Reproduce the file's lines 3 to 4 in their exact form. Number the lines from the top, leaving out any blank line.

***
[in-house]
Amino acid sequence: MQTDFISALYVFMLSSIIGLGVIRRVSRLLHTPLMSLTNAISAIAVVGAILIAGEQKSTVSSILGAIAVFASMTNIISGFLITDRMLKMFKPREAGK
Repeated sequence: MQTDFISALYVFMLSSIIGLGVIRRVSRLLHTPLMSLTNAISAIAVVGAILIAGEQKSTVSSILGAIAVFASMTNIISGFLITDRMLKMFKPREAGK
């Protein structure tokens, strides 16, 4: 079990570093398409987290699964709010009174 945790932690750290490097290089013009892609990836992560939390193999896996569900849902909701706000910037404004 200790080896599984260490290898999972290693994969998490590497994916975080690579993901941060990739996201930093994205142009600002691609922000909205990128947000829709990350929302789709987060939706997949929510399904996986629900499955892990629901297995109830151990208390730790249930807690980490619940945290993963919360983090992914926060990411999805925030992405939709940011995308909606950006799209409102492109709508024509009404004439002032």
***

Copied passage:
Repeated sequence: MQTDFISALYVFMLSSIIGLGVIRRVSRLLHTPLMSLTNAISAIAVVGAILIAGEQKSTVSSILGAIAVFASMTNIISGFLITDRMLKMFKPREAGK
């Protein structure tokens, strides 16, 4: 079990570093398409987290699964709010009174 945790932690750290490097290089013009892609990836992560939390193999896996569900849902909701706000910037404004 200790080896599984260490290898999972290693994969998490590497994916975080690579993901941060990739996201930093994205142009600002691609922000909205990128947000829709990350929302789709987060939706997949929510399904996986629900499955892990629901297995109830151990208390730790249930807690980490619940945290993963919360983090992914926060990411999805925030992405939709940011995308909606950006799209409102492109709508024509009404004439002032």